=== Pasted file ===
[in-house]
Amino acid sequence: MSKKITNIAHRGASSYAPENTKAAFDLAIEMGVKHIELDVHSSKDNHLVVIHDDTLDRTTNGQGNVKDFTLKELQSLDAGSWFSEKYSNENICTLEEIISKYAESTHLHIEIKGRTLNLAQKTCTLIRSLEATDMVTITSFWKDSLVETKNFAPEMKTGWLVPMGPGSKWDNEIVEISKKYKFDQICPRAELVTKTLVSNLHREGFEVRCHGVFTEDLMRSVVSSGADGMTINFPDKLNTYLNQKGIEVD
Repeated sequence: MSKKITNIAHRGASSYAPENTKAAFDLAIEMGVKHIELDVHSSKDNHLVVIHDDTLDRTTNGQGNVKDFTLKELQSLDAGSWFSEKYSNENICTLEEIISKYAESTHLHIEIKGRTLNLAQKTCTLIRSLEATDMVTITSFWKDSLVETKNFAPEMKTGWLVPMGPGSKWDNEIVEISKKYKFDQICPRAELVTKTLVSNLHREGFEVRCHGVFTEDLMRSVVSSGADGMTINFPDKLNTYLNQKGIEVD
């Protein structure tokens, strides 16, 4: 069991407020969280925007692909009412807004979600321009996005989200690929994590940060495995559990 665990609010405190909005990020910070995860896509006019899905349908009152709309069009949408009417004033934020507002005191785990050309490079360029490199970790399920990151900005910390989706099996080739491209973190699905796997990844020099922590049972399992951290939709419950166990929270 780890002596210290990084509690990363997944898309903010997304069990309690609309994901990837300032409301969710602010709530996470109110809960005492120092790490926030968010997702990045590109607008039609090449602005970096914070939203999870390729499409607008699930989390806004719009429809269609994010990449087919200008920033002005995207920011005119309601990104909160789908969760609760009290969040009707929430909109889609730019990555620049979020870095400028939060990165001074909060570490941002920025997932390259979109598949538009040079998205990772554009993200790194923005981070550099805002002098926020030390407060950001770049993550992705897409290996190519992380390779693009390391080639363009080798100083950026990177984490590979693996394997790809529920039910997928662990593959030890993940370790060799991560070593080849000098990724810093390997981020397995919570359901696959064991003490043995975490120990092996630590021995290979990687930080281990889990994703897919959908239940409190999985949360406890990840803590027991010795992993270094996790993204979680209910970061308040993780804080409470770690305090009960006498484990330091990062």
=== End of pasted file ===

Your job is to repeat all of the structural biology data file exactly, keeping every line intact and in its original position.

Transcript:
[in-house]
Amino acid sequence: MSKKITNIAHRGASSYAPENTKAAFDLAIEMGVKHIELDVHSSKDNHLVVIHDDTLDRTTNGQGNVKDFTLKELQSLDAGSWFSEKYSNENICTLEEIISKYAESTHLHIEIKGRTLNLAQKTCTLIRSLEATDMVTITSFWKDSLVETKNFAPEMKTGWLVPMGPGSKWDNEIVEISKKYKFDQICPRAELVTKTLVSNLHREGFEVRCHGVFTEDLMRSVVSSGADGMTINFPDKLNTYLNQKGIEVD
Repeated sequence: MSKKITNIAHRGASSYAPENTKAAFDLAIEMGVKHIELDVHSSKDNHLVVIHDDTLDRTTNGQGNVKDFTLKELQSLDAGSWFSEKYSNENICTLEEIISKYAESTHLHIEIKGRTLNLAQKTCTLIRSLEATDMVTITSFWKDSLVETKNFAPEMKTGWLVPMGPGSKWDNEIVEISKKYKFDQICPRAELVTKTLVSNLHREGFEVRCHGVFTEDLMRSVVSSGADGMTINFPDKLNTYLNQKGIEVD
């Protein structure tokens, strides 16, 4: 069991407020969280925007692909009412807004979600321009996005989200690929994590940060495995559990 665990609010405190909005990020910070995860896509006019899905349908009152709309069009949408009417004033934020507002005191785990050309490079360029490199970790399920990151900005910390989706099996080739491209973190699905796997990844020099922590049972399992951290939709419950166990929270 780890002596210290990084509690990363997944898309903010997304069990309690609309994901990837300032409301969710602010709530996470109110809960005492120092790490926030968010997702990045590109607008039609090449602005970096914070939203999870390729499409607008699930989390806004719009429809269609994010990449087919200008920033002005995207920011005119309601990104909160789908969760609760009290969040009707929430909109889609730019990555620049979020870095400028939060990165001074909060570490941002920025997932390259979109598949538009040079998205990772554009993200790194923005981070550099805002002098926020030390407060950001770049993550992705897409290996190519992380390779693009390391080639363009080798100083950026990177984490590979693996394997790809529920039910997928662990593959030890993940370790060799991560070593080849000098990724810093390997981020397995919570359901696959064991003490043995975490120990092996630590021995290979990687930080281990889990994703897919959908239940409190999985949360406890990840803590027991010795992993270094996790993204979680209910970061308040993780804080409470770690305090009960006498484990330091990062």